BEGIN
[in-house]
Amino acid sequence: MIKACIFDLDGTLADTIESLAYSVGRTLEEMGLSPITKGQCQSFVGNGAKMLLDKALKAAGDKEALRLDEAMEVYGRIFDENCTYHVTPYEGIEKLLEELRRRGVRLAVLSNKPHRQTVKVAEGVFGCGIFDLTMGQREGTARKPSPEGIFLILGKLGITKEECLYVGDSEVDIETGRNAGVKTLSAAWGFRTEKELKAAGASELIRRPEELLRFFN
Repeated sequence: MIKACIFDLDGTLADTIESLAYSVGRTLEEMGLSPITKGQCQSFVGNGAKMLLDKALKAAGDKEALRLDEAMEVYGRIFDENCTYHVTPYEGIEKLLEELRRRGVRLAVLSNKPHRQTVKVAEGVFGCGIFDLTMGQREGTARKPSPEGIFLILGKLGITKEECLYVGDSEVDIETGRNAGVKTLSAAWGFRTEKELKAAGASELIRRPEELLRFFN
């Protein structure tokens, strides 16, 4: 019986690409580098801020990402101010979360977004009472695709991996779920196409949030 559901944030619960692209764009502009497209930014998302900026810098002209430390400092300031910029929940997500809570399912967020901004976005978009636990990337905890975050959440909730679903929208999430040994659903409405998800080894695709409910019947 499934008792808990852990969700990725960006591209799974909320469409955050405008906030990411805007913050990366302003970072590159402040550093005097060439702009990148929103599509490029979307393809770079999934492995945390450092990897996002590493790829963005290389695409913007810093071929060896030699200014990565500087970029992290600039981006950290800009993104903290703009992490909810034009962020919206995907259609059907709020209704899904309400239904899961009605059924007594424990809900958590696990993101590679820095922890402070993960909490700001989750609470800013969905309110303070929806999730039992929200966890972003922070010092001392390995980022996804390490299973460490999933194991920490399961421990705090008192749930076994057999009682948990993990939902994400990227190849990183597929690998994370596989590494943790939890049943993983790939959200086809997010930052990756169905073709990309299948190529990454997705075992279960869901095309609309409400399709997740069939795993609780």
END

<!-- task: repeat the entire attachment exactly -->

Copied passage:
[in-house]
Amino acid sequence: MIKACIFDLDGTLADTIESLAYSVGRTLEEMGLSPITKGQCQSFVGNGAKMLLDKALKAAGDKEALRLDEAMEVYGRIFDENCTYHVTPYEGIEKLLEELRRRGVRLAVLSNKPHRQTVKVAEGVFGCGIFDLTMGQREGTARKPSPEGIFLILGKLGITKEECLYVGDSEVDIETGRNAGVKTLSAAWGFRTEKELKAAGASELIRRPEELLRFFN
Repeated sequence: MIKACIFDLDGTLADTIESLAYSVGRTLEEMGLSPITKGQCQSFVGNGAKMLLDKALKAAGDKEALRLDEAMEVYGRIFDENCTYHVTPYEGIEKLLEELRRRGVRLAVLSNKPHRQTVKVAEGVFGCGIFDLTMGQREGTARKPSPEGIFLILGKLGITKEECLYVGDSEVDIETGRNAGVKTLSAAWGFRTEKELKAAGASELIRRPEELLRFFN
């Protein structure tokens, strides 16, 4: 019986690409580098801020990402101010979360977004009472695709991996779920196409949030 559901944030619960692209764009502009497209930014998302900026810098002209430390400092300031910029929940997500809570399912967020901004976005978009636990990337905890975050959440909730679903929208999430040994659903409405998800080894695709409910019947 499934008792808990852990969700990725960006591209799974909320469409955050405008906030990411805007913050990366302003970072590159402040550093005097060439702009990148929103599509490029979307393809770079999934492995945390450092990897996002590493790829963005290389695409913007810093071929060896030699200014990565500087970029992290600039981006950290800009993104903290703009992490909810034009962020919206995907259609059907709020209704899904309400239904899961009605059924007594424990809900958590696990993101590679820095922890402070993960909490700001989750609470800013969905309110303070929806999730039992929200966890972003922070010092001392390995980022996804390490299973460490999933194991920490399961421990705090008192749930076994057999009682948990993990939902994400990227190849990183597929690998994370596989590494943790939890049943993983790939959200086809997010930052990756169905073709990309299948190529990454997705075992279960869901095309609309409400399709997740069939795993609780």